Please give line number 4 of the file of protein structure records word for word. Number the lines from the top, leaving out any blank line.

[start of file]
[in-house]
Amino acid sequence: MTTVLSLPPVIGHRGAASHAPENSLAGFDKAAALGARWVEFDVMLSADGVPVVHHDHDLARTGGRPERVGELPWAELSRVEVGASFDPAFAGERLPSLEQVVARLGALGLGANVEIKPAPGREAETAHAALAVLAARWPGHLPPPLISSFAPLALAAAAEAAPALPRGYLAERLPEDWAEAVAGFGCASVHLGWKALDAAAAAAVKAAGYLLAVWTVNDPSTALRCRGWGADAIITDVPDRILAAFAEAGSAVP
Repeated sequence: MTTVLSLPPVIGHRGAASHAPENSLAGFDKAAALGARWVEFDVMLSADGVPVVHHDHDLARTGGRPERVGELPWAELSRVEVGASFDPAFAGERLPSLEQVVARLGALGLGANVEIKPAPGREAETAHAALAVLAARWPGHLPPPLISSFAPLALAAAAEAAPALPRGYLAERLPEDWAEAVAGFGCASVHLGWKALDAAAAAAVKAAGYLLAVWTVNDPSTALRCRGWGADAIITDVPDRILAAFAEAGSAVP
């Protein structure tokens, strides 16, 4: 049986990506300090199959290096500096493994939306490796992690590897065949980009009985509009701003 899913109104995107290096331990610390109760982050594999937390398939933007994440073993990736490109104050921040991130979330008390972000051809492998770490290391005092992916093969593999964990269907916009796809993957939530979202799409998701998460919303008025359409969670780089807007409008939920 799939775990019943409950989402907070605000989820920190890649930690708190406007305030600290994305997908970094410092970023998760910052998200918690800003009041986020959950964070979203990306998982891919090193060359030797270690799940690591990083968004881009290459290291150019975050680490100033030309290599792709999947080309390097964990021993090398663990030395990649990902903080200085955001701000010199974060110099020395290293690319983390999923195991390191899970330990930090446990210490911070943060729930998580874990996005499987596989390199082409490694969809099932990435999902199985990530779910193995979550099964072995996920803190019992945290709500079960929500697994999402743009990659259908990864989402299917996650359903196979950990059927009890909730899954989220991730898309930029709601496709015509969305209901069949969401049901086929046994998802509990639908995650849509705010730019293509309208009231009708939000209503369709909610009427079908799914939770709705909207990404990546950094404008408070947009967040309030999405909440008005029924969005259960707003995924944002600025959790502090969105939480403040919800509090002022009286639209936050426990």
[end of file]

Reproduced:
């Protein structure tokens, strides 16, 4: 049986990506300090199959290096500096493994939306490796992690590897065949980009009985509009701003 899913109104995107290096331990610390109760982050594999937390398939933007994440073993990736490109104050921040991130979330008390972000051809492998770490290391005092992916093969593999964990269907916009796809993957939530979202799409998701998460919303008025359409969670780089807007409008939920 799939775990019943409950989402907070605000989820920190890649930690708190406007305030600290994305997908970094410092970023998760910052998200918690800003009041986020959950964070979203990306998982891919090193060359030797270690799940690591990083968004881009290459290291150019975050680490100033030309290599792709999947080309390097964990021993090398663990030395990649990902903080200085955001701000010199974060110099020395290293690319983390999923195991390191899970330990930090446990210490911070943060729930998580874990996005499987596989390199082409490694969809099932990435999902199985990530779910193995979550099964072995996920803190019992945290709500079960929500697994999402743009990659259908990864989402299917996650359903196979950990059927009890909730899954989220991730898309930029709601496709015509969305209901069949969401049901086929046994998802509990639908995650849509705010730019293509309208009231009708939000209503369709909610009427079908799914939770709705909207990404990546950094404008408070947009967040309030999405909440008005029924969005259960707003995924944002600025959790502090969105939480403040919800509090002022009286639209936050426990």